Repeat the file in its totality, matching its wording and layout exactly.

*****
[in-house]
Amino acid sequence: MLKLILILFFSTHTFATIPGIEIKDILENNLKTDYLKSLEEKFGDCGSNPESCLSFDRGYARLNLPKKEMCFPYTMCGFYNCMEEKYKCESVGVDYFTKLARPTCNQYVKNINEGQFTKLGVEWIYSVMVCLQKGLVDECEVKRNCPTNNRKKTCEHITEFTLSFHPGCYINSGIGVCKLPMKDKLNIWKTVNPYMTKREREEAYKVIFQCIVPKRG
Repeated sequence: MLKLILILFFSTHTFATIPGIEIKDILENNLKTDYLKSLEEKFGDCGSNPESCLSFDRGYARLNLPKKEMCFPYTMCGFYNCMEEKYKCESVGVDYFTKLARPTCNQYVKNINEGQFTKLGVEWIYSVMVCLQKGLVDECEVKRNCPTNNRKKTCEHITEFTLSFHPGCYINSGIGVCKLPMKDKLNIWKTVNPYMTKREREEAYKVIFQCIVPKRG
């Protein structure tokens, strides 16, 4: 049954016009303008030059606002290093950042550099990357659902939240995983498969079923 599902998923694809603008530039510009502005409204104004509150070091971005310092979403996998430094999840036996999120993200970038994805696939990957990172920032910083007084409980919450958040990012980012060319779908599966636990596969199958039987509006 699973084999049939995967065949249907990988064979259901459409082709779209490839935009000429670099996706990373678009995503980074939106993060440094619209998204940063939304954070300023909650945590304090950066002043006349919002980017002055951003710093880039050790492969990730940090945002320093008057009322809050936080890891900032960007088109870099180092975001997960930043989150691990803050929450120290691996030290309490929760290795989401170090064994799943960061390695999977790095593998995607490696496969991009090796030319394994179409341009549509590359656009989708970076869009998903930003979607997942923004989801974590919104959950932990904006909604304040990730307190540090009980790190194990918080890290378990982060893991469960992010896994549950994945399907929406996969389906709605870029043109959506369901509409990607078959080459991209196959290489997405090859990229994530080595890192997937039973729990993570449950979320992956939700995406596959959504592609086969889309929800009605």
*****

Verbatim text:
[in-house]
Amino acid sequence: MLKLILILFFSTHTFATIPGIEIKDILENNLKTDYLKSLEEKFGDCGSNPESCLSFDRGYARLNLPKKEMCFPYTMCGFYNCMEEKYKCESVGVDYFTKLARPTCNQYVKNINEGQFTKLGVEWIYSVMVCLQKGLVDECEVKRNCPTNNRKKTCEHITEFTLSFHPGCYINSGIGVCKLPMKDKLNIWKTVNPYMTKREREEAYKVIFQCIVPKRG
Repeated sequence: MLKLILILFFSTHTFATIPGIEIKDILENNLKTDYLKSLEEKFGDCGSNPESCLSFDRGYARLNLPKKEMCFPYTMCGFYNCMEEKYKCESVGVDYFTKLARPTCNQYVKNINEGQFTKLGVEWIYSVMVCLQKGLVDECEVKRNCPTNNRKKTCEHITEFTLSFHPGCYINSGIGVCKLPMKDKLNIWKTVNPYMTKREREEAYKVIFQCIVPKRG
């Protein structure tokens, strides 16, 4: 049954016009303008030059606002290093950042550099990357659902939240995983498969079923 599902998923694809603008530039510009502005409204104004509150070091971005310092979403996998430094999840036996999120993200970038994805696939990957990172920032910083007084409980919450958040990012980012060319779908599966636990596969199958039987509006 699973084999049939995967065949249907990988064979259901459409082709779209490839935009000429670099996706990373678009995503980074939106993060440094619209998204940063939304954070300023909650945590304090950066002043006349919002980017002055951003710093880039050790492969990730940090945002320093008057009322809050936080890891900032960007088109870099180092975001997960930043989150691990803050929450120290691996030290309490929760290795989401170090064994799943960061390695999977790095593998995607490696496969991009090796030319394994179409341009549509590359656009989708970076869009998903930003979607997942923004989801974590919104959950932990904006909604304040990730307190540090009980790190194990918080890290378990982060893991469960992010896994549950994945399907929406996969389906709605870029043109959506369901509409990607078959080459991209196959290489997405090859990229994530080595890192997937039973729990993570449950979320992956939700995406596959959504592609086969889309929800009605």